We left Bangkok early in the morning and caught our flight on Thai Smile Airways to Siem Reap. Isn’t that a cute name for an airline? They were amazing… For only a one hour flight we got a box lunch/breakfast with drinks and fruit. I now believe Thai Smile is an appropriate name.
We were met at the airport by our Regent Cruise Line representatives and were quickly whisked off to our hotel in Siem Reap. Here’s our welcome…
After our lunch at the hotel, we visited two temples – Ta Prohm and Angkor Thom.
As we entered Ta Prohm, we encountered a group of performers who were seeking donations. They were victims of land mine explosions and we subsequently witnessed more victims over our 2 days here.
Here are some of the photos I took at Ta Prohm. You’ll see that much of the temple is in ruins but also entwined with roots of these incredibly old trees. The roots were amazing to see.
The three children at the end were so cute I couldn’t resist taking their photo. And of course, they never looked at the camera.
Next we went to Angkor Thom whose grounds are immense. This temple is quite different in that it’s quite high and requires a lot of steep climbing. Mind you, this all took place in the afternoon at 95 degrees and with extreme humidity. It was a grueling series of steps up and steps down – no handrails either.
I asked Rich to take this picture of me without realizing how sweaty and clammy I might look.
As we left Angkor Thom, we had an opportunity to take photos of the South Gate in all of its splendor.
Today we visited Angkor Wat and realized how extraordinary a site it actually is. At the height of its dominance, the area and temple housed over a million people – larger in population at the time than any city in Europe. During its long existence, it was both a Hindu and Buddhist temple making many of the wall reliefs vivid representations of its long history. Additionally, Angkor Wat was victimized by thieves over the years and lost all of its gold adornments. It was truly spectacular.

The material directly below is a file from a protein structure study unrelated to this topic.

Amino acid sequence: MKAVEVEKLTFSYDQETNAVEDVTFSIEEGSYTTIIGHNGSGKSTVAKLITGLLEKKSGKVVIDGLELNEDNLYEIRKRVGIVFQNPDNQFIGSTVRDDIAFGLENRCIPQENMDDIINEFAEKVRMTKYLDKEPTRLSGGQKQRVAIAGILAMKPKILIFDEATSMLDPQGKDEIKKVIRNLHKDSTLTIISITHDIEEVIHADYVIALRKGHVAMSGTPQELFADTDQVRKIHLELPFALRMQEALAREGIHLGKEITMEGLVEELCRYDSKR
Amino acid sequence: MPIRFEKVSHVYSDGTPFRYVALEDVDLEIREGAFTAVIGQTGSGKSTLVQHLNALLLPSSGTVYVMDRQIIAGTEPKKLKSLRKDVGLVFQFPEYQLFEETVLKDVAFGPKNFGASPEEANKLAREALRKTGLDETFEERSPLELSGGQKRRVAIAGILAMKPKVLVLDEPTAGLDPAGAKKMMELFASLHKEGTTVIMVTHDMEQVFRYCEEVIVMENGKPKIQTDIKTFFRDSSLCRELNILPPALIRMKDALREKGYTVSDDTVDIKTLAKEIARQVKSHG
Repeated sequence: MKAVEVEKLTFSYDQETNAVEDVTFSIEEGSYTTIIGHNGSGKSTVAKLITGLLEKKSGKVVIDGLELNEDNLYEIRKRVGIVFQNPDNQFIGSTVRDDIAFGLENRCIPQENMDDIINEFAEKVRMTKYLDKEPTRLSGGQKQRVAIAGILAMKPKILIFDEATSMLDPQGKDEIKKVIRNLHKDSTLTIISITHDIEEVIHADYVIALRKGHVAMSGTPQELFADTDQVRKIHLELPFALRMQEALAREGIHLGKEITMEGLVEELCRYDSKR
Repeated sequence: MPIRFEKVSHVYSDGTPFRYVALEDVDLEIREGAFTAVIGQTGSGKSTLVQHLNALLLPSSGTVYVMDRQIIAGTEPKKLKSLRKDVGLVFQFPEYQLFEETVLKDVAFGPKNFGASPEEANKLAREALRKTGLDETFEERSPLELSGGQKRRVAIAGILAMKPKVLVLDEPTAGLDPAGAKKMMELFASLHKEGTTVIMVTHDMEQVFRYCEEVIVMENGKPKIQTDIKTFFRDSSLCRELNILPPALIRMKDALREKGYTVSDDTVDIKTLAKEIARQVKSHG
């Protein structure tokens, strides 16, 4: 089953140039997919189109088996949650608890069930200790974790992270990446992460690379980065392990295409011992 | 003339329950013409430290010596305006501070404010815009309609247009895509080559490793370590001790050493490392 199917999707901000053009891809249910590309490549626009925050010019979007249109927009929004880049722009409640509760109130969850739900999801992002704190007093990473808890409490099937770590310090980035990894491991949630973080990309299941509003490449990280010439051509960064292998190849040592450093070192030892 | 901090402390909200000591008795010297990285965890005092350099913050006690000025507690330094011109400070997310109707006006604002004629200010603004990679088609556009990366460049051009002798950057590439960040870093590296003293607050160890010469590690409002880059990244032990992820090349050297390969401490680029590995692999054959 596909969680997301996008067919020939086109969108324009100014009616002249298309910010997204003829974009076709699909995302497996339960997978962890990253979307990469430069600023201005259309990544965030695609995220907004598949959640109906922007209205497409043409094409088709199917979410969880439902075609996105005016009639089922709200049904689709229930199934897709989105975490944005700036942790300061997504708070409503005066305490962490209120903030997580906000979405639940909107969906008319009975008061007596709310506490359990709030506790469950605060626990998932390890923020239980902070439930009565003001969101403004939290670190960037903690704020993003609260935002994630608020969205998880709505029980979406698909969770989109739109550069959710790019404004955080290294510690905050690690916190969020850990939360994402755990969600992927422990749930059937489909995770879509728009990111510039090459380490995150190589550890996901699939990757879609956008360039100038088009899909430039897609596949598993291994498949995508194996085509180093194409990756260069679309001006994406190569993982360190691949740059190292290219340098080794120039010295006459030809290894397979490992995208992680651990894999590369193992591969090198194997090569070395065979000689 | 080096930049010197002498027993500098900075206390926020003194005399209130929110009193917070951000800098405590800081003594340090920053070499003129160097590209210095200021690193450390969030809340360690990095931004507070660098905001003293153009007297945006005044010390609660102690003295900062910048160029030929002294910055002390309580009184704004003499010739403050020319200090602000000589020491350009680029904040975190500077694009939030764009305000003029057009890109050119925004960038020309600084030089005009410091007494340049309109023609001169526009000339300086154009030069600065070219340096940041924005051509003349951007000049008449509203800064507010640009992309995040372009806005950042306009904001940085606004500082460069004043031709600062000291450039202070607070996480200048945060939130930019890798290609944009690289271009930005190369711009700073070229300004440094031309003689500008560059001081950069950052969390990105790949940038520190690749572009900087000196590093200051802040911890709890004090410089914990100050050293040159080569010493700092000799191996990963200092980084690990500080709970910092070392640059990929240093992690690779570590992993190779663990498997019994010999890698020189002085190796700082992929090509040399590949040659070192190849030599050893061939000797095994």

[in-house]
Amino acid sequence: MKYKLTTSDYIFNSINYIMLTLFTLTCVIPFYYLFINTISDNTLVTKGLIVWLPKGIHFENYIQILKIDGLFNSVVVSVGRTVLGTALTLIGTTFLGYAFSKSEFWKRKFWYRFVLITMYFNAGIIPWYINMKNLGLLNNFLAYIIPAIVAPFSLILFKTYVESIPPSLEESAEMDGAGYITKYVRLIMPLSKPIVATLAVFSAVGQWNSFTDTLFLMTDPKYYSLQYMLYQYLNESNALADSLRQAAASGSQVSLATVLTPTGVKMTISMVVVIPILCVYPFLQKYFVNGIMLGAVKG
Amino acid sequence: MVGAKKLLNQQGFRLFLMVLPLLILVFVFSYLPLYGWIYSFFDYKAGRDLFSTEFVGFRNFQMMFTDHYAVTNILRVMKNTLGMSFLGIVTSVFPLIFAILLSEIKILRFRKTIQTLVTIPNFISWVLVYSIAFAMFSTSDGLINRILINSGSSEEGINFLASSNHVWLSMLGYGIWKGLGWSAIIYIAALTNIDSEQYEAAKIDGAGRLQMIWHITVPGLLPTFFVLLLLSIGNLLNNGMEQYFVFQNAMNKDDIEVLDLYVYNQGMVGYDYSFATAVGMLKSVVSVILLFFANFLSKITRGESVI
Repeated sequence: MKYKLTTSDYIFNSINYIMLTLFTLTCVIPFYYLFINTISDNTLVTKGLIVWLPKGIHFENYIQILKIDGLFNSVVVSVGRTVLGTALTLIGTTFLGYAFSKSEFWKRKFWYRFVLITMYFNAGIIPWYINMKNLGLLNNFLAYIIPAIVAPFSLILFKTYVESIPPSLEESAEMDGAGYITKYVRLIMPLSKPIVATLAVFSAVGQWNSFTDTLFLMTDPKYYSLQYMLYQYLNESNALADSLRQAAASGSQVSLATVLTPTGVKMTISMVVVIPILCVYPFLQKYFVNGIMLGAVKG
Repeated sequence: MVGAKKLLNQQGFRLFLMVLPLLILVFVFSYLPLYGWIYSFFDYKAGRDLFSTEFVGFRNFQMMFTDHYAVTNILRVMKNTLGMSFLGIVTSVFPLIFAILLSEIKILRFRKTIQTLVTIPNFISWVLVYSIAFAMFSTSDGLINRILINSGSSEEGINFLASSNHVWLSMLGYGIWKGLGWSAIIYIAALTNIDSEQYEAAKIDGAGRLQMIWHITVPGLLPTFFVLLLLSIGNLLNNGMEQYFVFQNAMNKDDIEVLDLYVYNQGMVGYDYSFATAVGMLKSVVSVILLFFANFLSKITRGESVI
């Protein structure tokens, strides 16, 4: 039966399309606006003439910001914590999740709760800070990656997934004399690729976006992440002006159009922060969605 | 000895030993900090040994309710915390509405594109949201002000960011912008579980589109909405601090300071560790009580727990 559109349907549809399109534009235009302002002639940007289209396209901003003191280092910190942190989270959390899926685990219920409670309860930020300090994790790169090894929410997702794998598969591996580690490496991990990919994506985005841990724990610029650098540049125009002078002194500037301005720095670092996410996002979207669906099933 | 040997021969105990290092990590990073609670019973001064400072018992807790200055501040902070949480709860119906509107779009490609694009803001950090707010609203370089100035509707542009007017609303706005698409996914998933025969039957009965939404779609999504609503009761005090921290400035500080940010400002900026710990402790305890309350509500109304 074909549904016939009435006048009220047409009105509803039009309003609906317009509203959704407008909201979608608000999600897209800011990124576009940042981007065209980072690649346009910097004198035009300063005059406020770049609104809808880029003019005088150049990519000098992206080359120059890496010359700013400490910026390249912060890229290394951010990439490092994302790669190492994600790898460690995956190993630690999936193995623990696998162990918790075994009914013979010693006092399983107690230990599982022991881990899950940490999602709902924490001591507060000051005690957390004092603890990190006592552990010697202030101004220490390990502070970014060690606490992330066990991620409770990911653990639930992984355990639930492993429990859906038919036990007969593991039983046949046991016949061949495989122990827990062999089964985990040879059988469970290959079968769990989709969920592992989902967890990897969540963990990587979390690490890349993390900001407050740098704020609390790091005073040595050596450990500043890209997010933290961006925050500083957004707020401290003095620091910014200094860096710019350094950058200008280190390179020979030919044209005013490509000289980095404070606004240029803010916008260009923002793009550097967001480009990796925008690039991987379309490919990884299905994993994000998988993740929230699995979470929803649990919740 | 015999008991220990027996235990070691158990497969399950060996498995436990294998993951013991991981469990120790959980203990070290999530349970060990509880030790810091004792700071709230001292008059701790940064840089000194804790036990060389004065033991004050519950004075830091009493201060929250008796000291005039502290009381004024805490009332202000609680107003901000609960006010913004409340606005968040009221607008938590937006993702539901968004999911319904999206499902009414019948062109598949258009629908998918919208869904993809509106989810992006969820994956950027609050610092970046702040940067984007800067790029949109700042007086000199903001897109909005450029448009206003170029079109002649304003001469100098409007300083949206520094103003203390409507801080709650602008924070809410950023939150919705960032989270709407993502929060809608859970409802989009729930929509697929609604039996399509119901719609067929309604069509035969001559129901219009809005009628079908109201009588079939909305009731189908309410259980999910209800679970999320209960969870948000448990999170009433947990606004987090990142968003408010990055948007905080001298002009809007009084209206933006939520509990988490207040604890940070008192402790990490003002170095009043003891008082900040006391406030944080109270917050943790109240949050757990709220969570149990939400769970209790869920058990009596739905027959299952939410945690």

I was also fortunate enough to have a photo taken with these temple dwellers – it only cost $1. They told me to place my hands a certain way but I don’t know what that meant.
I also then got blessed by this monk.
Although he allowed me to take his picture (also for $1 donation), it was a little embarrassing. He didn’t speak English very well, I was extremely nervous and forgot to take of my shoes as I stepped on his mat. That probably puts me in some bad karma but I couldn’t understand what he was telling me. At last I got it, took off my shoes and knelt in front of him. He placed a red yarn on my wrist and proceeded to bless me with not just one offering of water but 4 or 5. I kept my camera lens down for fear of getting it wet. Here’s part of the ceremony.
And then our final photo from Angkor Wat.
After returning to the hotel, we took a Tuk Tuk to Pub Street in Siem Reap. We had lunch and drank a few Angkor beers – they were $1 in most places. Here’s what it’s like to be in a Tuk Tuk.
I caught this woman on a bike as I was practicing some of my street photography…. I love her! She saw me with my camera and responded accordingly – she’s my chick on a bike!
As I close this post, I also want to share some of the extreme compassion and empathy that both Rich and I felt about the Cambodian people. We heard horrific stories of their recent past of civil war, body mutilation from land mines and other atrocities. The Cambodian people we met were gracious, kind, and beautiful individuals. Not knowing what to expect before we came to this country, we were so pleasantly surprised by the culture and history of this great country. I hope that their country thrives in the years ahead.
Next….we fly back to Bangkok tomorrow morning and board the SS Voyager in the afternoon to begin our long journey to Dubai. Please continue to follow and share some comments. Thank you.